Mon, 02/06/2012 - 19:09 | Link to Comment Matt
Matt's picture

The problem I see with having the gold be redeemable is that if someone redeems a bunch of it, there is less in circulation. It leaves the currency open to arbitrage opportunities.

The gold reserves would have to be open to regular audit, but I don't see the benefit to having the gold be redeemable?

As long as you know there is X amount of gold in the reserves and Y number of $ for international exchange, it should be possible to reliably price goods and services. Without there being an entity capable of pledging the gold as asset against its debts, I don't see how there would be the same problem as using USD.

Mon, 02/06/2012 - 18:06 | Link to Comment Haole
Haole's picture

http://twitter.com/#!/JamesGRickards/status/166273273989038081/photo/1

?

 

Mon, 02/06/2012 - 16:30 | Link to Comment cranky-old-geezer
cranky-old-geezer's picture

 

 

So what is the outcome of too many debt - what is already needed for a long time in real economic terms - the devaluation of the dollar .

USD is being devalued already in the marketplace.  It's why prices are rising.

USD has been devalued 1/3 since '08.  40% since '07.

So yes, it's already being devalued.  Just not officially.

Mon, 02/06/2012 - 12:40 | Link to Comment RexZeedog
RexZeedog's picture

I know that my $10,000 CD (emergency fund) is making only $2.50 a month in interest.

Hmm... let's see how that stacks up against the former Chancellor of UMass getting over $550,000 a year in government pension income.

At the current rate of interest I get on my CD, to take in $550,000 a year, I would need this amount of capital:

$2.50 x 12 = $30 year. He gets $550,000, I get $30

$550,000 / $30 = 18,333 - He gets over 18,000 times more income per year than me.

So, my $10,000 x 18,333 = $183,333,333

At current interest rates, I would need $183 million dollars to get the same income that this ONE retired government employee gets for government retirement income. And, his numbers are indexed to inflation!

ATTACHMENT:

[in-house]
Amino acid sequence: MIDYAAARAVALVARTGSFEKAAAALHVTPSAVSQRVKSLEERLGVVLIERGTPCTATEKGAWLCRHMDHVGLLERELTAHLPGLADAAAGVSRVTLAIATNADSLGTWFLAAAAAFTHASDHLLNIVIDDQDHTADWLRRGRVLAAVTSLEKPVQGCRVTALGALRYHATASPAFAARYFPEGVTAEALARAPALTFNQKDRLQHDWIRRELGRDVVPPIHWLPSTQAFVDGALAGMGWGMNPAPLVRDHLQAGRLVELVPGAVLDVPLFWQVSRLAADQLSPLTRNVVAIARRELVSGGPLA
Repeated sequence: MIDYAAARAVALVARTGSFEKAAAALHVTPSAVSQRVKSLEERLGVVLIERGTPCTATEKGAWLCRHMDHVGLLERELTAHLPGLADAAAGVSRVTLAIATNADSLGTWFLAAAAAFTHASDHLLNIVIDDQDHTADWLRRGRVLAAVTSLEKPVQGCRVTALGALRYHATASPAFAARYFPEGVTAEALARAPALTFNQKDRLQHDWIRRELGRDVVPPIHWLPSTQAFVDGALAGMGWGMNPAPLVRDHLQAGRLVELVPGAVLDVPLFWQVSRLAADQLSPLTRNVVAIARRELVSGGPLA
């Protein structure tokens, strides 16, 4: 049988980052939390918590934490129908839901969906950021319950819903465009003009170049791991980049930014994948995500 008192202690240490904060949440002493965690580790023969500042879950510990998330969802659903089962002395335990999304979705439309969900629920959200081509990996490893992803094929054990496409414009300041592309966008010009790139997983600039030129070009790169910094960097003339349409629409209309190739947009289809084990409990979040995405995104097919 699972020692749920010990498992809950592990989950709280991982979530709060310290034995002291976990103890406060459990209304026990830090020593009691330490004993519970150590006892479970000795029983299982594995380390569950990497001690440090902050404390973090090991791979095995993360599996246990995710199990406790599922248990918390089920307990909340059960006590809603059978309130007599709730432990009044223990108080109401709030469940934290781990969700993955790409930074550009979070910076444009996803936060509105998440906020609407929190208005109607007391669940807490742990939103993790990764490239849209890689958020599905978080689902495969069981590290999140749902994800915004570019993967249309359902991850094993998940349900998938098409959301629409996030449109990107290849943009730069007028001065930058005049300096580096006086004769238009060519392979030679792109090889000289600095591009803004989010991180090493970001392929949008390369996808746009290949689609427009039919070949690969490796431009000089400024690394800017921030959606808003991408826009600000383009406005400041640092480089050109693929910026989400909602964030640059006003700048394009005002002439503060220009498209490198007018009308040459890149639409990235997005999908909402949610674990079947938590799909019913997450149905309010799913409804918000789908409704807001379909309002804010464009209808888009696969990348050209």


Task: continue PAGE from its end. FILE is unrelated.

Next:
The reason why no one in government understands that low interest rates are killing the economy, not saving it; is that they are all riding the gravy train of nice secure jobs, good salaries and enormous pensions.

The current scheme of public pensions is ruining the economy and economically destroying the working class. Here in Massachusetts, we get taxes, fees, fines, surcharges on everything at all times. All forms of taxes, local, state and federal are far too high.

It's not "let them eat cake" it's "let them eat caviar" - the government people are that out of touch...

 

Mon, 02/06/2012 - 12:59 | Link to Comment RealFinney
RealFinney's picture

The way to work this out is:

$550,000 / 0.0025 = $220,000,000

Bring back the maths captcha, I say.

Mon, 02/06/2012 - 14:28 | Link to Comment SAT 800
SAT 800's picture

This is correct; they live in a bubble world. The first article of business is to take care of the Govn. employees; whatever comes after that. Also note, please, that there can be no government employee "Union". A union was invented in the private business sphere as a mechanism for the voice of the worker to be heard, and so he could bargain collectively with the owners of the business. But in the case of the government as an employer, no good faith bargaining is possible; the government negotiator is giving away somebody else's money, (the tax payers), which he doesn not have to struggle to produce; hence the govt. union is a peacock living in a hen house.